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Old 10-06-2010, 07:56 AM   #1 (permalink)
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Grateful alcoholic??


When I go to meetings and hear someone mention they're grateful to be a recovering alcoholic, I just can't relate. What's that about? I'm sure not grateful for it, maybe the recovering part, but not the alcoholic part. My sponsor said it's because people may not have gotten to the program without alcohol, and I said, duh, it's the only darn thing that brought me here, or otherwise I'd never have darkened the doors of this place, and no, I'm not grateful. Come on, after thirty years of wasting my life away with a bottle of booze stuck to my hand, should I really be grateful? Sounds like true lunacy to me.

Am I missing something here?
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Old 10-06-2010, 08:17 AM   #2 (permalink)
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i can think of a lot of reasons people say it. But the main one for me is that we are truly the lucky ones. So many people die every year from alcoholism and alcohol related deaths. We got sober before that happened.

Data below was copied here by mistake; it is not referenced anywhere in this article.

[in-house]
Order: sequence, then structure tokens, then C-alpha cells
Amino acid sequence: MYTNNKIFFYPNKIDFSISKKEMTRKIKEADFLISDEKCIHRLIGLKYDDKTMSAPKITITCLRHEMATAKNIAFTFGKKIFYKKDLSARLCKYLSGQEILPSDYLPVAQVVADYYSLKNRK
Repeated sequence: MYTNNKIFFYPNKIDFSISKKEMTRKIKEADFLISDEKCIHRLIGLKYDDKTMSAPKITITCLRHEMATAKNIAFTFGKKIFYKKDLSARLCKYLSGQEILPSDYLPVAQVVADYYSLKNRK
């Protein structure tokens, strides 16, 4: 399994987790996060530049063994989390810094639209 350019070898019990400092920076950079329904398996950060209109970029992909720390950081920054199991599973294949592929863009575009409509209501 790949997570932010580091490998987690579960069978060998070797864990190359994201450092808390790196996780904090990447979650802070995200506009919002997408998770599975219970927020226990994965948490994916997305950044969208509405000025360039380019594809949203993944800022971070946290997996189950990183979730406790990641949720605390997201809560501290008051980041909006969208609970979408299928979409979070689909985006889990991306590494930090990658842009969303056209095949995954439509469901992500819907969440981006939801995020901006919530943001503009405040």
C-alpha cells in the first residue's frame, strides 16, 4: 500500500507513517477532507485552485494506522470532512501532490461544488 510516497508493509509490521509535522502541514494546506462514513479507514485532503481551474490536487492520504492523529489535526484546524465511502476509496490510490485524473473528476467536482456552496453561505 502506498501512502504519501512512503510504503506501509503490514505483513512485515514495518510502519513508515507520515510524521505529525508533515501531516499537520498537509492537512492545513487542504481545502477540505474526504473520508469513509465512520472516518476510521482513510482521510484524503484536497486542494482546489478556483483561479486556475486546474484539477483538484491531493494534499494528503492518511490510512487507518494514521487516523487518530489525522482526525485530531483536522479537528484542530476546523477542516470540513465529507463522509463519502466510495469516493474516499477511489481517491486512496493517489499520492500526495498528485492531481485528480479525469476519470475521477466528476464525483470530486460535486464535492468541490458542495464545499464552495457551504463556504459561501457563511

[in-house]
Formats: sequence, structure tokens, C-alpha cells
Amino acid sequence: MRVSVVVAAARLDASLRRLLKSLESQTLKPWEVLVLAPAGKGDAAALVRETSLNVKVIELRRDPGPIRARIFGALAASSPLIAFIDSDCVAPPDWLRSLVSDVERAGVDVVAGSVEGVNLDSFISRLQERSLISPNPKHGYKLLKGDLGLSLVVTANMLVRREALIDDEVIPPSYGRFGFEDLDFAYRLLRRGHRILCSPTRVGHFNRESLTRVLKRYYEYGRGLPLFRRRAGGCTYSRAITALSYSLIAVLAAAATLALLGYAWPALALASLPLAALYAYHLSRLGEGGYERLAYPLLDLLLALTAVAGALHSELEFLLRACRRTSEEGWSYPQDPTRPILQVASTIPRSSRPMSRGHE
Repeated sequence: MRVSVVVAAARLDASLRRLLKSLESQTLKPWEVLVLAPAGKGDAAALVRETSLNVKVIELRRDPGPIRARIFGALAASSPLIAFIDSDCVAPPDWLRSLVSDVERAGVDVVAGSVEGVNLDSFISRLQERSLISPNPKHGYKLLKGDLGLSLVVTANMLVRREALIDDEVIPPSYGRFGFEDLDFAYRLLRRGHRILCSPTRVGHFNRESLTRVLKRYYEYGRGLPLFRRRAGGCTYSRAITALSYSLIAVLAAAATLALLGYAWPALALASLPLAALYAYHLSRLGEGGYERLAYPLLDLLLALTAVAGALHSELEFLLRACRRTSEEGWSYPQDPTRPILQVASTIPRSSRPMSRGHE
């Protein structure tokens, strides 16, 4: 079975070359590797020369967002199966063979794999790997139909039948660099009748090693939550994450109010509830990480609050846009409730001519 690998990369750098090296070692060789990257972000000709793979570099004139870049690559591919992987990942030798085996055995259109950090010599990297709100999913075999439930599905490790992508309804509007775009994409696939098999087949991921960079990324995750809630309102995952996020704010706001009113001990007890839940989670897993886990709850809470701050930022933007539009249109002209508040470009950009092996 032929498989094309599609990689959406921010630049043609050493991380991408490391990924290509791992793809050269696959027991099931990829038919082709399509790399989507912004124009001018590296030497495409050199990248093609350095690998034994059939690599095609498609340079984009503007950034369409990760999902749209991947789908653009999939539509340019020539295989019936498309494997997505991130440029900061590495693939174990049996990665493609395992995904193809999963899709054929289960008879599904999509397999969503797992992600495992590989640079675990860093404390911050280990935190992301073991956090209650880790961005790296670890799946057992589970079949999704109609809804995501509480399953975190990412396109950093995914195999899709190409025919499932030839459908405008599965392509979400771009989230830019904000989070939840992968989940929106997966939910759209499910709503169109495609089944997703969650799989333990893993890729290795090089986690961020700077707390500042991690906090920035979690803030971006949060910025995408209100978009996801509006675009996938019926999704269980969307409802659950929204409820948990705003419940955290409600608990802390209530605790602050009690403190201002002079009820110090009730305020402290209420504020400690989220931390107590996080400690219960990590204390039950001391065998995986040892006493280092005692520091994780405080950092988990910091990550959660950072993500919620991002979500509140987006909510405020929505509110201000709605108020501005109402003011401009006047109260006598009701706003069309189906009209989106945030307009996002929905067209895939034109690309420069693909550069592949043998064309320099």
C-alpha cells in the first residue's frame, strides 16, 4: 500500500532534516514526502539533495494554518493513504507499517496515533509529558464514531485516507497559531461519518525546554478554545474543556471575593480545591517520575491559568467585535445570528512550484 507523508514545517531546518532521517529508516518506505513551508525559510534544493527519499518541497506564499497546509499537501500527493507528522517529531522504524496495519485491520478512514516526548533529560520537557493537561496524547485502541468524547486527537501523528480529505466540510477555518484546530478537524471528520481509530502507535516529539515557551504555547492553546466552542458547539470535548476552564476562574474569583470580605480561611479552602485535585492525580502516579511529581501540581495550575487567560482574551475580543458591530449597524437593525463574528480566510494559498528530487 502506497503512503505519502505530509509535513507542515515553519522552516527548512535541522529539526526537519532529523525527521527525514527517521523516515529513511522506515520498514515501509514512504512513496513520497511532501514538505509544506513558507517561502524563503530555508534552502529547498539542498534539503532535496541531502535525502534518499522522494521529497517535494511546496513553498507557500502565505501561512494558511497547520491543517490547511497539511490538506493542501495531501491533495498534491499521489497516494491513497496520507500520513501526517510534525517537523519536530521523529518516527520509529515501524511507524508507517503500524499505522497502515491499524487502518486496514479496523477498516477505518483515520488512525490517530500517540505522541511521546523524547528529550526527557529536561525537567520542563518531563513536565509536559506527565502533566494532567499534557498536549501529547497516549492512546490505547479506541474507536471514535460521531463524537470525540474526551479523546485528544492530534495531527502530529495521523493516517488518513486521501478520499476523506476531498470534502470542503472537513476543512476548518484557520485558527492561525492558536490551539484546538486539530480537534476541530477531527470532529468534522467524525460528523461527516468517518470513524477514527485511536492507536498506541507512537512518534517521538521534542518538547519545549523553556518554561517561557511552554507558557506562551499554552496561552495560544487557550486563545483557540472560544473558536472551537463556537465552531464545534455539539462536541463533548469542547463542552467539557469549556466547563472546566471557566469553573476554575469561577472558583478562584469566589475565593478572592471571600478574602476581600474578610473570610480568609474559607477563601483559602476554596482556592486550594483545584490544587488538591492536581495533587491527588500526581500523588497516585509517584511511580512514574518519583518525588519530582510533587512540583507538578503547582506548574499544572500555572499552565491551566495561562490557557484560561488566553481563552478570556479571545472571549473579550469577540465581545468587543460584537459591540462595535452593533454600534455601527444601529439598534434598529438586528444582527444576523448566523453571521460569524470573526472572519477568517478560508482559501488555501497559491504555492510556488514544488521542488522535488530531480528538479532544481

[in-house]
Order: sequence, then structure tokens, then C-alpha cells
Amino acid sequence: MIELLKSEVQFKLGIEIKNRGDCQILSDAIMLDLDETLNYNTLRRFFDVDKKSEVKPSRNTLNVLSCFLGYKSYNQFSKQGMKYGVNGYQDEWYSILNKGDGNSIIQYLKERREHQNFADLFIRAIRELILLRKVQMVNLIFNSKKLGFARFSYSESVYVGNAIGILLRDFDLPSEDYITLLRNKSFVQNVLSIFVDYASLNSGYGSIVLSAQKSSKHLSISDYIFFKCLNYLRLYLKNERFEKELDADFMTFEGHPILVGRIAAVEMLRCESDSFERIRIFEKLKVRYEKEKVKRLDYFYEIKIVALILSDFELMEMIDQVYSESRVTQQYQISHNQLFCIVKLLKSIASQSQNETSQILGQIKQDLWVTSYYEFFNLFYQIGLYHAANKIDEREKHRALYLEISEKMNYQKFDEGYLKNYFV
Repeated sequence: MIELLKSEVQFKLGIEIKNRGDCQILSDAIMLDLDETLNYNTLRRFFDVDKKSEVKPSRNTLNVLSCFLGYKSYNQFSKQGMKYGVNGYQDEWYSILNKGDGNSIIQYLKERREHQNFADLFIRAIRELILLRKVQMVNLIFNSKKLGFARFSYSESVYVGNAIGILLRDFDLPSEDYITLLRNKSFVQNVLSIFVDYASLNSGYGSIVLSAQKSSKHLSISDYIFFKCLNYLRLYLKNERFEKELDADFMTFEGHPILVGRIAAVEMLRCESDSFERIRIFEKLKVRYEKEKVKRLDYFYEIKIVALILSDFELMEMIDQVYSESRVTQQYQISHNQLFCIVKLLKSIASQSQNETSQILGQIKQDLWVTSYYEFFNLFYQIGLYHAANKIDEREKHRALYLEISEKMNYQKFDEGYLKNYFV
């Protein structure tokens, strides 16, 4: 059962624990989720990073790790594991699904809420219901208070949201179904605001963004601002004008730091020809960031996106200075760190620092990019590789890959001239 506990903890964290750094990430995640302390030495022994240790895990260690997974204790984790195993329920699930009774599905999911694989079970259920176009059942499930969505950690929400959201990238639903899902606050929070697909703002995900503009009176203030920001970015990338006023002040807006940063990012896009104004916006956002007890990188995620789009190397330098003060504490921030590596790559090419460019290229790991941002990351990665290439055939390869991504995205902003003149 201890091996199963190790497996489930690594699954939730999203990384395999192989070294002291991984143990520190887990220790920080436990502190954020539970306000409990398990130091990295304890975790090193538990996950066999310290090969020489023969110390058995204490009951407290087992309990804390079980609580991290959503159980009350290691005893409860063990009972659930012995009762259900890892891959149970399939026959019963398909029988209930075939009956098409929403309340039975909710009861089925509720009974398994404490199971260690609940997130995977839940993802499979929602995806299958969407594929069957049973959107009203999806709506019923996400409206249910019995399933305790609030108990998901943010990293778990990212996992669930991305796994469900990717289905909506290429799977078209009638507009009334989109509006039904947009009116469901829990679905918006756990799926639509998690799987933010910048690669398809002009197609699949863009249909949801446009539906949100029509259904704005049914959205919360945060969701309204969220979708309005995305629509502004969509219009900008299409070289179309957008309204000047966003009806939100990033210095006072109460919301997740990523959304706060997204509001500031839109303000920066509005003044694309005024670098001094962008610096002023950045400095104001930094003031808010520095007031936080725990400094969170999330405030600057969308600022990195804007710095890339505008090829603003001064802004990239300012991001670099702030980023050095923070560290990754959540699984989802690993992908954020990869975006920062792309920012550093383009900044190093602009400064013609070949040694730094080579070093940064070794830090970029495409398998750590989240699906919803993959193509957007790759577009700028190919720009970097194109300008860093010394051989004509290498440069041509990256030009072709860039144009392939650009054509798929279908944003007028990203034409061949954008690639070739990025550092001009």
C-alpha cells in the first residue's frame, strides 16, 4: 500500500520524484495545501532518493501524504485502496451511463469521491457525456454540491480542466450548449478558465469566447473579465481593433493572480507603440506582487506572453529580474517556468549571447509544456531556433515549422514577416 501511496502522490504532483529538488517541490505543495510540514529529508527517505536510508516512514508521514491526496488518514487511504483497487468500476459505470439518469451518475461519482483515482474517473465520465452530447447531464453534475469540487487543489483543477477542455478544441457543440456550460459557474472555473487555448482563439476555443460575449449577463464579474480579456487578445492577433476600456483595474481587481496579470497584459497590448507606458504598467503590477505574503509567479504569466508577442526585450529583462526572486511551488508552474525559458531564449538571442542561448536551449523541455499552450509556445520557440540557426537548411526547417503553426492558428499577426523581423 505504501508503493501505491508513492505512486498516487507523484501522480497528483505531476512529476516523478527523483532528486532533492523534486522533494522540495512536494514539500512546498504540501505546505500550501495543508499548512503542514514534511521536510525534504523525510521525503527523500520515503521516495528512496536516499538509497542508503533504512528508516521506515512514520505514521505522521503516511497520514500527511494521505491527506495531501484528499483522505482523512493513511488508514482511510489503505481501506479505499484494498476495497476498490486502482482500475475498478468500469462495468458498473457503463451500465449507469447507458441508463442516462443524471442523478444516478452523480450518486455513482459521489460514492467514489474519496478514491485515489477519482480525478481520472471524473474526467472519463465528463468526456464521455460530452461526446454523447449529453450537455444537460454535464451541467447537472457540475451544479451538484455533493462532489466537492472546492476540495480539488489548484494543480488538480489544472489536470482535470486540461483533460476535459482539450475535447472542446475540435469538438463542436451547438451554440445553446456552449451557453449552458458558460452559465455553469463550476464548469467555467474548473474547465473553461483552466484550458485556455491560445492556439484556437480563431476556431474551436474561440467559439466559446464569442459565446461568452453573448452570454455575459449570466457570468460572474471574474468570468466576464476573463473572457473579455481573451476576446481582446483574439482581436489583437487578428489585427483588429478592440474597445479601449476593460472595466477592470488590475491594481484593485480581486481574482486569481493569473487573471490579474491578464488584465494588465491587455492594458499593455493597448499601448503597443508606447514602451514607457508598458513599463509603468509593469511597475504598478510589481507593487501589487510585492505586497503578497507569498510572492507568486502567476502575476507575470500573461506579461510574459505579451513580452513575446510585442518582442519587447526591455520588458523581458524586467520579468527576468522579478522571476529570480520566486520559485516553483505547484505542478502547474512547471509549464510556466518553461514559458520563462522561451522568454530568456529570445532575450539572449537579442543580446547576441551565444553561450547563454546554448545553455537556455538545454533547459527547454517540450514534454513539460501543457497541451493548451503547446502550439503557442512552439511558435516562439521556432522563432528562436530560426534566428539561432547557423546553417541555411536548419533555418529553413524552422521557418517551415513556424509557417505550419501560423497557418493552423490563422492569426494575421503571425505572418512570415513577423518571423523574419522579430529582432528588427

I am grateful to be a recovering alcoholic. And i am grateful for the program.
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Old 10-06-2010, 08:30 AM   #3 (permalink)
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I dunno, kinda sounds like an "AA buzzword" to me anymore. Gratitude is something one shows, not just says every time they introduce themselves.

Perhaps I'm just cynical?!
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Old 10-06-2010, 08:38 AM   #4 (permalink)
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firestorm,

I know what you mean! When I first was hearing that "grateful alcoholic" in AA, it just didn't jibe with my experience at the time.

So, I know this is going to sound crazy too. If I hadn't really needed and wanted to get sober, I would have been driven nuts by my other issues. Since I had to put a lot of effort into my recovery, I became a better person all the way around. I no longer have to take myself so seriously. I can admit it when I'm wrong. I can walk an honest path.

I don't know how to better explain it. I hope you come to know that feeling too.

Love,

Lenina
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Old 10-06-2010, 08:40 AM   #5 (permalink)
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For me - AA and the 12 steps made me a better person (in addition to keeping me sober). That's why I'm grateful, because if I wasn't an alcoholic I would never have come to AA. If I was "normal," I might not be the better person that I am today. I might be a "normal" jerk.